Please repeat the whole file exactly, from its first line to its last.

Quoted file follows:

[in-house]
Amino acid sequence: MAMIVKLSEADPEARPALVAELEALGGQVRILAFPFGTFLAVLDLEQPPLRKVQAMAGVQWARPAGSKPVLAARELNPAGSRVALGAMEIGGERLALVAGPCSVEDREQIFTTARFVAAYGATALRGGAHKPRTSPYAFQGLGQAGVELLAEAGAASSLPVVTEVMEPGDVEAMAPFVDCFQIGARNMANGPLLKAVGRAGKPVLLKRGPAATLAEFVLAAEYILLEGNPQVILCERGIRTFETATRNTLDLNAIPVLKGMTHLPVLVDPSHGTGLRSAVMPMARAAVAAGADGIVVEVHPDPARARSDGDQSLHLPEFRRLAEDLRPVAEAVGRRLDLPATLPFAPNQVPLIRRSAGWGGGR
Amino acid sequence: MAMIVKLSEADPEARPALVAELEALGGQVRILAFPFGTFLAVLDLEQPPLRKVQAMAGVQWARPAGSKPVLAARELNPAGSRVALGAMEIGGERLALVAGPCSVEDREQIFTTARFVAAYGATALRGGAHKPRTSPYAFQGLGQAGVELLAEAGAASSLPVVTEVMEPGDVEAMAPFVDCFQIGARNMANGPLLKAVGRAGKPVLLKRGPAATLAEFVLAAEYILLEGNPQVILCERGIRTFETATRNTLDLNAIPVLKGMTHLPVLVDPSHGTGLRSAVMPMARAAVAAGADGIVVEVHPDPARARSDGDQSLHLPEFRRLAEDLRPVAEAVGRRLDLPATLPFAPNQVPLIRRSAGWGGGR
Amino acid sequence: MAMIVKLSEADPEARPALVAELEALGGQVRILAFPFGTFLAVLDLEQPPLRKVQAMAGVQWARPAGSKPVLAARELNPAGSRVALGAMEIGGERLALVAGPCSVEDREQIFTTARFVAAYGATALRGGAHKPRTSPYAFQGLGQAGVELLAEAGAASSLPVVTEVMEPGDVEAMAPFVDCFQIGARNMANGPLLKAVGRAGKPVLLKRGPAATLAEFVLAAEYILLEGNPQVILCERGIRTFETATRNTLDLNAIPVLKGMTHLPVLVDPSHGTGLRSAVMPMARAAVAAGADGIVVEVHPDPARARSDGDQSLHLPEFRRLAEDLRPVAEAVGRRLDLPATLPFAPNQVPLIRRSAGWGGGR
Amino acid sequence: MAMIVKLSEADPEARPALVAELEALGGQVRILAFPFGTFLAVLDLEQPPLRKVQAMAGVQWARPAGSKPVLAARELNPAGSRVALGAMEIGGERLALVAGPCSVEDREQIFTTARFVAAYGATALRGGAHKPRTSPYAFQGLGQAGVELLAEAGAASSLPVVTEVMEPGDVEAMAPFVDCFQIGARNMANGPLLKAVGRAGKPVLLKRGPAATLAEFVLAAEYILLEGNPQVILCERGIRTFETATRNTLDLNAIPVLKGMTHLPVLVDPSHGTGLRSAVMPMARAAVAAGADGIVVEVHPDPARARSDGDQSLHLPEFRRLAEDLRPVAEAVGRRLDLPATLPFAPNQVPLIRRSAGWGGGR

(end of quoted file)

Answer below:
[in-house]
Amino acid sequence: MAMIVKLSEADPEARPALVAELEALGGQVRILAFPFGTFLAVLDLEQPPLRKVQAMAGVQWARPAGSKPVLAARELNPAGSRVALGAMEIGGERLALVAGPCSVEDREQIFTTARFVAAYGATALRGGAHKPRTSPYAFQGLGQAGVELLAEAGAASSLPVVTEVMEPGDVEAMAPFVDCFQIGARNMANGPLLKAVGRAGKPVLLKRGPAATLAEFVLAAEYILLEGNPQVILCERGIRTFETATRNTLDLNAIPVLKGMTHLPVLVDPSHGTGLRSAVMPMARAAVAAGADGIVVEVHPDPARARSDGDQSLHLPEFRRLAEDLRPVAEAVGRRLDLPATLPFAPNQVPLIRRSAGWGGGR
Amino acid sequence: MAMIVKLSEADPEARPALVAELEALGGQVRILAFPFGTFLAVLDLEQPPLRKVQAMAGVQWARPAGSKPVLAARELNPAGSRVALGAMEIGGERLALVAGPCSVEDREQIFTTARFVAAYGATALRGGAHKPRTSPYAFQGLGQAGVELLAEAGAASSLPVVTEVMEPGDVEAMAPFVDCFQIGARNMANGPLLKAVGRAGKPVLLKRGPAATLAEFVLAAEYILLEGNPQVILCERGIRTFETATRNTLDLNAIPVLKGMTHLPVLVDPSHGTGLRSAVMPMARAAVAAGADGIVVEVHPDPARARSDGDQSLHLPEFRRLAEDLRPVAEAVGRRLDLPATLPFAPNQVPLIRRSAGWGGGR
Amino acid sequence: MAMIVKLSEADPEARPALVAELEALGGQVRILAFPFGTFLAVLDLEQPPLRKVQAMAGVQWARPAGSKPVLAARELNPAGSRVALGAMEIGGERLALVAGPCSVEDREQIFTTARFVAAYGATALRGGAHKPRTSPYAFQGLGQAGVELLAEAGAASSLPVVTEVMEPGDVEAMAPFVDCFQIGARNMANGPLLKAVGRAGKPVLLKRGPAATLAEFVLAAEYILLEGNPQVILCERGIRTFETATRNTLDLNAIPVLKGMTHLPVLVDPSHGTGLRSAVMPMARAAVAAGADGIVVEVHPDPARARSDGDQSLHLPEFRRLAEDLRPVAEAVGRRLDLPATLPFAPNQVPLIRRSAGWGGGR
Amino acid sequence: MAMIVKLSEADPEARPALVAELEALGGQVRILAFPFGTFLAVLDLEQPPLRKVQAMAGVQWARPAGSKPVLAARELNPAGSRVALGAMEIGGERLALVAGPCSVEDREQIFTTARFVAAYGATALRGGAHKPRTSPYAFQGLGQAGVELLAEAGAASSLPVVTEVMEPGDVEAMAPFVDCFQIGARNMANGPLLKAVGRAGKPVLLKRGPAATLAEFVLAAEYILLEGNPQVILCERGIRTFETATRNTLDLNAIPVLKGMTHLPVLVDPSHGTGLRSAVMPMARAAVAAGADGIVVEVHPDPARARSDGDQSLHLPEFRRLAEDLRPVAEAVGRRLDLPATLPFAPNQVPLIRRSAGWGGGR